You want to go for a walk or a run along a road that has a shoulder but no sidewalk and you cannot decide whether to walk or run with traffic or against traffic. The Centers for Disease Control and Prevention, the U.S. Transportation Department and the personal injury lawyers of Zneimer & Zneimer, P.C. recommend walking or running against traffic.
A recent Chicago Tribune article takes note of a study undertook in Finland that looked at data from 2006 to 2010 involving 258 pedestrians being hit by cars. The study concluded that facing traffic when walking is significantly safer than walking with traffic. The study found that pedestrians facing traffic had a 77 percent lower risk of being hit and injured by a car than pedestrians walking with traffic.
The reasons appear to be obvious. When a pedestrian is facing on coming traffic, the pedestrian can see and react to the motorist. If the motorist is distracted by texting or by talking on the phone and is driving near the shoulder, or if the motorist is sleepy and is weaving and drifting near the shoulder, the pedestrian can react by getting farther from the roadway when the car is passing. Attorney, Peter Zneimer has handled an injury case where a runner was hit from behind by a car while running on the shoulder with the victim receiving no warning whatsoever. In that situation, the runner would have been much safer facing traffic when running which would have enabled him to watch for cars driving near the shoulder and to take defensive measures when necessary.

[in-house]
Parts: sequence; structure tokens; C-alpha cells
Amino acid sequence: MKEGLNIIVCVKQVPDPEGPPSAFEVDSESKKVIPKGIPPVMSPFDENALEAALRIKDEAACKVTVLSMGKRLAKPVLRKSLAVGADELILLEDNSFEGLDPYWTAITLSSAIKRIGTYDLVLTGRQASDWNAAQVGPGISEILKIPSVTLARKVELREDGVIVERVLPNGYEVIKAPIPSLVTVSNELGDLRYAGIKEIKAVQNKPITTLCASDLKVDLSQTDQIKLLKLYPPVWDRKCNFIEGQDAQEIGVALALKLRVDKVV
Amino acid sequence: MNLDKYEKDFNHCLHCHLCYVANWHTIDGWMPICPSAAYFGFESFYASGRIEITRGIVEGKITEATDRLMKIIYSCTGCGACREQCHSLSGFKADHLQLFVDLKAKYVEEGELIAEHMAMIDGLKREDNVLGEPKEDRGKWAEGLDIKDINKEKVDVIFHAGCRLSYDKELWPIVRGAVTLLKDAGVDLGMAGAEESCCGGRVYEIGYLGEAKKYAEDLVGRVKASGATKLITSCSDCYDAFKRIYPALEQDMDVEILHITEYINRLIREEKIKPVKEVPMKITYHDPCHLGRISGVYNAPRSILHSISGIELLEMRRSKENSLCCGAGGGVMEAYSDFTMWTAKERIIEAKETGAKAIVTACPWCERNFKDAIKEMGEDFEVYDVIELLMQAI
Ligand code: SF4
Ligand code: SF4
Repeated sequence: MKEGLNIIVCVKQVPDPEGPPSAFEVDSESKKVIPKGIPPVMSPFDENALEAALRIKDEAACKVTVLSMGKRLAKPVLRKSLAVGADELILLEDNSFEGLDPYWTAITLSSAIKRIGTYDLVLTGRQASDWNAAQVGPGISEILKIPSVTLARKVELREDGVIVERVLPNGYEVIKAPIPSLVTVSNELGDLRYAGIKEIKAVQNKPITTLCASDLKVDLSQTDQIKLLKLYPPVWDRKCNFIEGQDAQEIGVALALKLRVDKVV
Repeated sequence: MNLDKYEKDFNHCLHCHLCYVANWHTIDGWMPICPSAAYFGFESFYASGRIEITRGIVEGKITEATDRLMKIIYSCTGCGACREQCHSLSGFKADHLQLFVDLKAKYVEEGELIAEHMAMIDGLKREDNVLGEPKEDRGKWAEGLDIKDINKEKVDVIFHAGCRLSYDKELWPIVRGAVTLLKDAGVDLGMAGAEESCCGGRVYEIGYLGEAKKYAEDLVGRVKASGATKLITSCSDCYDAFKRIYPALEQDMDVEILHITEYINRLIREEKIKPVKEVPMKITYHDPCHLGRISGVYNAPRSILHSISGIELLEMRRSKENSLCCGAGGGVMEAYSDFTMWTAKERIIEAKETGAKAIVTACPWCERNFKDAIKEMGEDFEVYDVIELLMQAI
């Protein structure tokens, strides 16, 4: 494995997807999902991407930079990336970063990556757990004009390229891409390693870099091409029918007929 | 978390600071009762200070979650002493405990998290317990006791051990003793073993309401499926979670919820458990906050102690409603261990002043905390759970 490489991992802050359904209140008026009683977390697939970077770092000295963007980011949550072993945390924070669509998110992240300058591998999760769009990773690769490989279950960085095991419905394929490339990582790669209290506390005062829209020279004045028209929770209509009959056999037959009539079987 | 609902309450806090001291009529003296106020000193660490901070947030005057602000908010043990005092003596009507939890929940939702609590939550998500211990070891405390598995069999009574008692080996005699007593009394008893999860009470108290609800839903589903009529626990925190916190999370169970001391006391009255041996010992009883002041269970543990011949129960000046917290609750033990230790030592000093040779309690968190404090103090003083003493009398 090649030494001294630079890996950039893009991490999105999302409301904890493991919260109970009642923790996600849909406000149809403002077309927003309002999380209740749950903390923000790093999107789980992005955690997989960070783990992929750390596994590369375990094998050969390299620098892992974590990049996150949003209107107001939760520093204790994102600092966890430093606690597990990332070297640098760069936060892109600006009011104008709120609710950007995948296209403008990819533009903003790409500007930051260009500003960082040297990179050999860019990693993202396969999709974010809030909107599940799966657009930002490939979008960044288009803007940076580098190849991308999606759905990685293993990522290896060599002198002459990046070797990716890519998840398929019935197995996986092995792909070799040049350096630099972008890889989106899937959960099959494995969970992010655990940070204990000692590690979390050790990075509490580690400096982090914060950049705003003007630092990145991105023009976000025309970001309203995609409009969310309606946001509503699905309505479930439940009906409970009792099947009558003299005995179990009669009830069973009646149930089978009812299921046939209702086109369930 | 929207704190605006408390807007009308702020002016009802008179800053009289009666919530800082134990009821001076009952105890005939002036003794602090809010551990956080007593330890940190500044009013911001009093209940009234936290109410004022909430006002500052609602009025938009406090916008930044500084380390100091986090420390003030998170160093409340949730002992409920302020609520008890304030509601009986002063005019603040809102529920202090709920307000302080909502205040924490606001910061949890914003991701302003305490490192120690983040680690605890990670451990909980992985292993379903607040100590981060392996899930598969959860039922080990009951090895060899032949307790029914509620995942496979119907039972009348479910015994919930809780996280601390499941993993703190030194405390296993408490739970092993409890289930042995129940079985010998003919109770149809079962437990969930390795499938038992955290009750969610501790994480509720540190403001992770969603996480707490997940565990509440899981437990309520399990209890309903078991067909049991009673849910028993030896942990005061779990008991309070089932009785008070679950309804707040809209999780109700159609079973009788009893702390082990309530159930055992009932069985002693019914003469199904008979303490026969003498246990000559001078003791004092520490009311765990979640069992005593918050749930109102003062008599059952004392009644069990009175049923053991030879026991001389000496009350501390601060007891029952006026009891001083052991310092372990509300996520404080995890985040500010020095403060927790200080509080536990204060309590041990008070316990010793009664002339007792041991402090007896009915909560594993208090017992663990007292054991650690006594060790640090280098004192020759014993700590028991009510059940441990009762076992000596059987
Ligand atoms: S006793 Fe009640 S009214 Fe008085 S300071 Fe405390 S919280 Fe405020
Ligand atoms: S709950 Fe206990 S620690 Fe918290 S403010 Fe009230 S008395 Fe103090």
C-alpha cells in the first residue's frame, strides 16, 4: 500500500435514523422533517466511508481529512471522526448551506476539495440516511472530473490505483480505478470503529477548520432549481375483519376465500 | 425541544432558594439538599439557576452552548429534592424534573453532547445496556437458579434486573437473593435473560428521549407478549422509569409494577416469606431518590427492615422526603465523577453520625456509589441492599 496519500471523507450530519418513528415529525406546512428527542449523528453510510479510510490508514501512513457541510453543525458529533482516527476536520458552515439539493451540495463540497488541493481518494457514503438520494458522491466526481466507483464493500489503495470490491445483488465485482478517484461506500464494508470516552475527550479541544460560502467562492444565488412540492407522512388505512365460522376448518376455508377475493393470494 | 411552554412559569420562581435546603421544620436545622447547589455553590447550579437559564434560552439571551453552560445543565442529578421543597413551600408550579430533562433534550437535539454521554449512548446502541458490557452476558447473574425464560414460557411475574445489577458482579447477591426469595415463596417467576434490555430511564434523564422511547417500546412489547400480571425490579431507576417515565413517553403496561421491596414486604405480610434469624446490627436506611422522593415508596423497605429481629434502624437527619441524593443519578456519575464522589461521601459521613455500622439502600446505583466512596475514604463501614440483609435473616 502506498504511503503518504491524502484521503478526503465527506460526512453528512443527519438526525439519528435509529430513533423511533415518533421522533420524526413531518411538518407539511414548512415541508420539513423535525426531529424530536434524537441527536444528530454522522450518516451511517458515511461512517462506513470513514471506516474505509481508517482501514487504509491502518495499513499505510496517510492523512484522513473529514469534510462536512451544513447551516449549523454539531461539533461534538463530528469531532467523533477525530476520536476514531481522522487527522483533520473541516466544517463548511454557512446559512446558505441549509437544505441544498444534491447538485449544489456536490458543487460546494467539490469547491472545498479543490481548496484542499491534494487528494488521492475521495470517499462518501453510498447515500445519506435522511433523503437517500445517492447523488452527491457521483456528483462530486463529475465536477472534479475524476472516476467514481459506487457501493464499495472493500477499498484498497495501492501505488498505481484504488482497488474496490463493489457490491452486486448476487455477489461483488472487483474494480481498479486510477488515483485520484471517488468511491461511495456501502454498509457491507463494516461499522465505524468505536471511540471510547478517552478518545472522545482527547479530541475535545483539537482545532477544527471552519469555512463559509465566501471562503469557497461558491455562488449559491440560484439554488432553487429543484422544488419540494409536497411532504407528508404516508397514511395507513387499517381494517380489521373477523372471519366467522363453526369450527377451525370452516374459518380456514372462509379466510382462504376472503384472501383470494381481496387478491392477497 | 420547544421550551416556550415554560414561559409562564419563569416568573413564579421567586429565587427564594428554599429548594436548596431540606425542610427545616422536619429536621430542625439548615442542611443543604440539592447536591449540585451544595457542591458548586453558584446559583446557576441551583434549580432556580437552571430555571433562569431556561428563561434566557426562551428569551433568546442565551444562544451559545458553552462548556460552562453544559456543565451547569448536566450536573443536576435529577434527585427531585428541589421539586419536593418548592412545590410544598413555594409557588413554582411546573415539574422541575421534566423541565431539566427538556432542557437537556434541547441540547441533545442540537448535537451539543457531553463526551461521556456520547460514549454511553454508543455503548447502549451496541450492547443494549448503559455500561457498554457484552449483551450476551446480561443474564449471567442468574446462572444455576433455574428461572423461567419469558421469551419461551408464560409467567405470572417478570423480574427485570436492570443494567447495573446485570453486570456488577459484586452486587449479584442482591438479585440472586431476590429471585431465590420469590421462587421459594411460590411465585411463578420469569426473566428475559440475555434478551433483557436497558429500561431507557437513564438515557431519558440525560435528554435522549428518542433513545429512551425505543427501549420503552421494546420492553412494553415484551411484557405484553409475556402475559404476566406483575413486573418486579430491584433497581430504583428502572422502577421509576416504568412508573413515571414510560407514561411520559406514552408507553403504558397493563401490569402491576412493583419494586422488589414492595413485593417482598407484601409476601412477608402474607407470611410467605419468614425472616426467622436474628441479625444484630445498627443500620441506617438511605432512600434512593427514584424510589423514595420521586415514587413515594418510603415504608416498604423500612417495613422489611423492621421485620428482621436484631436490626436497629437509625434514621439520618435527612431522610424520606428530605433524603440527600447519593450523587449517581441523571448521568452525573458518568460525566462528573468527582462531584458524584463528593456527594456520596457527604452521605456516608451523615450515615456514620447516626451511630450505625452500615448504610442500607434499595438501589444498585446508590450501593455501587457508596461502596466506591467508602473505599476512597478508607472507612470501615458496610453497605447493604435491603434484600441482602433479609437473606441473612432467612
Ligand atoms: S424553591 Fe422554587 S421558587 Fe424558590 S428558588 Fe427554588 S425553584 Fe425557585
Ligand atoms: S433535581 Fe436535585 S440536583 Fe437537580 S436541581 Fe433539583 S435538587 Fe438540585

The Chicago Tribune article encourages runners to practice “defensive running” which includes facing traffic when running, and watching oncoming cars for any potential trouble. Runners are also encouraged to attempt to make eye contact with motorists to confirm that the motorists sees them. Additionally, as common sense would dictate, runners should wear bright colors like orange and yellow to make themselves more visible.